Creating breast milk is one of the most incredible things a woman's body can do. You can literally provide your child critical nourishment right from your breasts after birth. It's truly spectacular. But aside from nourishment, what are babies gaining from drinking breast milk? Do babies receive traits from breast milk?
When my babies were nursing, I never really questioned the details of the benefits they received from doing so. I knew that research has shown that breast milk provides ample health benefits, and that according to the World Health Organization (WHO), "Breastfeeding is one of the most effective ways to ensure child health and survival."
A 2015 study published in the medical journal Scientific Reports by a group of nine clinicians and researchers specializing in lactation reported that "very little is known about breast milk cells, variation in gene expression between mothers, and characteristics of the mother/infant dyad that may influence breast milk cell content." Basically, researchers can try to speculate about gene expression transferred through breast milk, but no hard and fast facts about the subject exist yet.
It is pretty commonly known that a baby's genetic makeup comes from a combination of the DNA from each of their parents. In fact, a report by Parents magazine stated that "Experts estimate that there are 60,000 to 100,000 genes (made up of DNA) in a human being's 46 chromosomes." These genes represent a myriad of traits that are expressed in the way a baby looks and acts.
Rachael Kish, Certified Lactation Consultant and co-founder of Imalac, tells Romper that "the genetic predisposition of a baby is determined at conception. After conception, nothing will alter the genetic makeup of the child."
While your baby may not receive their signature grin, eye color, or witty personality from breast milk, they are reaping some major benefits from the composition of your breast milk. "It’s a combination of protein, carbohydrates, fat, and vitamins. In addition, there are other things such as leukocytes (white blood cells) that are transmitted and can boost an infant's ability to fight infection," Kish says. And while staying healthy isn't a "trait" per se, it is an important factor in determining your child's ability to thrive long-term.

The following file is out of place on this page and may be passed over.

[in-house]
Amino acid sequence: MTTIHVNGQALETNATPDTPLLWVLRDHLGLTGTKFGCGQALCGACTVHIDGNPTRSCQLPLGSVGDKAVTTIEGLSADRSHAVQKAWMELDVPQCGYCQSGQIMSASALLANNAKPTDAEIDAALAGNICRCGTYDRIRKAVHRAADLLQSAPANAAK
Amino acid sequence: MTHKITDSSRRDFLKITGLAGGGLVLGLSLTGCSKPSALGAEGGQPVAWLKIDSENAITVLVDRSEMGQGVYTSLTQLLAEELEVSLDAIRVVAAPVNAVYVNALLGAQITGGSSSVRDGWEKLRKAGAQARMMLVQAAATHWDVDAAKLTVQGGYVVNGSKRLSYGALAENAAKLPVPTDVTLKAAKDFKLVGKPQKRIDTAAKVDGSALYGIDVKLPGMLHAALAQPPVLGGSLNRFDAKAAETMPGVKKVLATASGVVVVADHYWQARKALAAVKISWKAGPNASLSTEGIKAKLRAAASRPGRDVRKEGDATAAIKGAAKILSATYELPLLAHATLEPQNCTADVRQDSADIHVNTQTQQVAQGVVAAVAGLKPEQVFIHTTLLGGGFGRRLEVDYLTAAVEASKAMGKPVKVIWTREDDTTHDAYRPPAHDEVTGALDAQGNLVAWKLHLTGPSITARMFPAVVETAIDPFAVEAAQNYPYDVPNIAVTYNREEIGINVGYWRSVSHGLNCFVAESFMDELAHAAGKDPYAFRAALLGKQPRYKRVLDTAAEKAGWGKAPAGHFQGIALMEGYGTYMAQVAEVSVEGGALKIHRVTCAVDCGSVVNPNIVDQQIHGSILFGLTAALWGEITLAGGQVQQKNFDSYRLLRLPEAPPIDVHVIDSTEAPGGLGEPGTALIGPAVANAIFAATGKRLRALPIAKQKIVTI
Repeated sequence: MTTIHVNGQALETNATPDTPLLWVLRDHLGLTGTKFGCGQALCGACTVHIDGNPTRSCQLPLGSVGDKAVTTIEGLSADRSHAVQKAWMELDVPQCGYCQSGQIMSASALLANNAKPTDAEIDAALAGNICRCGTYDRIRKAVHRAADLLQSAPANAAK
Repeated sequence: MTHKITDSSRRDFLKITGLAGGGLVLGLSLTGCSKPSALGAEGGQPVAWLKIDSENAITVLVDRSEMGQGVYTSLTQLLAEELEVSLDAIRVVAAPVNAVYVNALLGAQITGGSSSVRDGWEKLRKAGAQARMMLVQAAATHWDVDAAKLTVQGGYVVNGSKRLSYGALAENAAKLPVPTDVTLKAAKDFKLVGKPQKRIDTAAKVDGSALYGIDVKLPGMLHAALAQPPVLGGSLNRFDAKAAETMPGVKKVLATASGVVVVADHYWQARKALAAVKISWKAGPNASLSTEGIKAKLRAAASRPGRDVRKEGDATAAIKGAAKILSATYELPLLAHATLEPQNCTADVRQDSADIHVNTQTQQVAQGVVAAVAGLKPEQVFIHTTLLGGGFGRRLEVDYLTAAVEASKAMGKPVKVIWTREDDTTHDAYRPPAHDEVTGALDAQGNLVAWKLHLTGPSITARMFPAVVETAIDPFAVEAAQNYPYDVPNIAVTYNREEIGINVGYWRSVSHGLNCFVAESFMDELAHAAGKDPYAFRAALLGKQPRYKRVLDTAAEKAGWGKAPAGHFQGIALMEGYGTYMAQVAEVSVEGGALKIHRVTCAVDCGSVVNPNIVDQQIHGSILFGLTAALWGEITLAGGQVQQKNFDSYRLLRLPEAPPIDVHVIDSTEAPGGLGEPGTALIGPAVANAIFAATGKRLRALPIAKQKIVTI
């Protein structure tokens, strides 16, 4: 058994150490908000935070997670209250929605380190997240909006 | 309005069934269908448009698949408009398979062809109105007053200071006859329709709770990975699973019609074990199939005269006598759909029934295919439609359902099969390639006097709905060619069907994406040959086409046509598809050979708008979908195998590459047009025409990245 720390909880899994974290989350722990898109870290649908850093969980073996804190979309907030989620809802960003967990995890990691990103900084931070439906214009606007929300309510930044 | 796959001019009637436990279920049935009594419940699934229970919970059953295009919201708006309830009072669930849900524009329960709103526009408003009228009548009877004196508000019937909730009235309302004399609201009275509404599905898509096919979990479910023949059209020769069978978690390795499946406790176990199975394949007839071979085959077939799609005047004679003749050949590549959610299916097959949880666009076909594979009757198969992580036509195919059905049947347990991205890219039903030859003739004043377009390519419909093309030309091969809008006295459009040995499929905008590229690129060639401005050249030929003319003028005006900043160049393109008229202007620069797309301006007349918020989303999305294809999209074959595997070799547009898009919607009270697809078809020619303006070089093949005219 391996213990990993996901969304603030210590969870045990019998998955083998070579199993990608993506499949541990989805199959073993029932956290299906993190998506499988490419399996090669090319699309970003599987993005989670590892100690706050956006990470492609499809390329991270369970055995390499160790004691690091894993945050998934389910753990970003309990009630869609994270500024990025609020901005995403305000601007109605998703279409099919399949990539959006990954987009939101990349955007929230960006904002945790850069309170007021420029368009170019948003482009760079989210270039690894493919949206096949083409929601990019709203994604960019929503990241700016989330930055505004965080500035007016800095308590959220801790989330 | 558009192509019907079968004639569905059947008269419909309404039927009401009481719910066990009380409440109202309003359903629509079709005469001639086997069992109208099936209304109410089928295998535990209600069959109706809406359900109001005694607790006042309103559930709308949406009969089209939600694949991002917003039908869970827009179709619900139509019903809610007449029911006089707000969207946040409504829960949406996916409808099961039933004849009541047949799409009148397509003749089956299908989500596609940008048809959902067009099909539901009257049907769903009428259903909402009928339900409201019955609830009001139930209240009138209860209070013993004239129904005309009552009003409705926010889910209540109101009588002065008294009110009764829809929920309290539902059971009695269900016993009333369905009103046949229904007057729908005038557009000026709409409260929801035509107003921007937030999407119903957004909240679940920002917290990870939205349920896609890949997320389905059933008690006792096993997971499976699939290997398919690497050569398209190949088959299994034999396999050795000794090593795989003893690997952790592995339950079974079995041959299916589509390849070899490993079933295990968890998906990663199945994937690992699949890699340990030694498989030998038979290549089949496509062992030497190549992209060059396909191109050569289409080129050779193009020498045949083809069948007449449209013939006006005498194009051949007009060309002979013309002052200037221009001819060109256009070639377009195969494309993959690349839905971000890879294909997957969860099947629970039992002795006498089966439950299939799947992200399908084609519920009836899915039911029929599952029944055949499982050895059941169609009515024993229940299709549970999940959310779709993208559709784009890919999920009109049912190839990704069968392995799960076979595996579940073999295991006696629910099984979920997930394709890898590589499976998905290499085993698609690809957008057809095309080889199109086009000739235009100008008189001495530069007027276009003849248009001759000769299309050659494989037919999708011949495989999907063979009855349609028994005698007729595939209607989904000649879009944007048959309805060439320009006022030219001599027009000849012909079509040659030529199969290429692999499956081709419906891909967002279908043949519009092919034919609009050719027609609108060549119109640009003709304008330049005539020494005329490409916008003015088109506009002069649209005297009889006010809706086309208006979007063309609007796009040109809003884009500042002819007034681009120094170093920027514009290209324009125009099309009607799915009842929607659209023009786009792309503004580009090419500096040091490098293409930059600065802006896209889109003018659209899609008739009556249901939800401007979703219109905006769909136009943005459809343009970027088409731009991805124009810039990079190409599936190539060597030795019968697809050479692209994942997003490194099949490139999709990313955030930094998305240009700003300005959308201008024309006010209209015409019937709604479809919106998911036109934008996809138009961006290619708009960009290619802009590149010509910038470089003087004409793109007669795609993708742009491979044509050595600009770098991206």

So what about bottle-fed babies? While fed is definitely best and moms who cannot or do not breastfeed should absolutely be supported 100 percent by everyone, the emotional benefits of breastfeeding for mom and baby are evidenced by researchers. In a 2018 study by University of Virginia psychologists Kathleen M. Krol and Tobias Grossmann, they examined the psychological and emotional benefits of breastfeeding for children and their mothers, finding that there is a connection between overall emotional well-being and the act of breastfeeding. "Heightened socio-affective responding seen in breastfed children is possibly connected to the stimulation of the oxytocin system and oxytocin’s known role in promoting positive affect and approach behaviors, while reducing stress and avoidance behavior," they wrote.
Regarding character trait differences in bottle-fed and breastfed babies, Kish says, "I am personally not aware of any scientific evidence that supports any character or behavior differences between breastfed and bottle-fed babies. However, there is an emotional bond that a breastfed baby receives from their mother that plays an important and significant role in the child's development."
From conception, genetic material from mom and dad determines the traits which babies are born with. Then a baby is either breastfed or not, and differences in nutritional and emotional benefits may exist between breastfed and bottle-fed babies, but at the end of the day, all of these babies grow up and will likely end up eating stale french fries off of the floor of a minivan at some point anyway.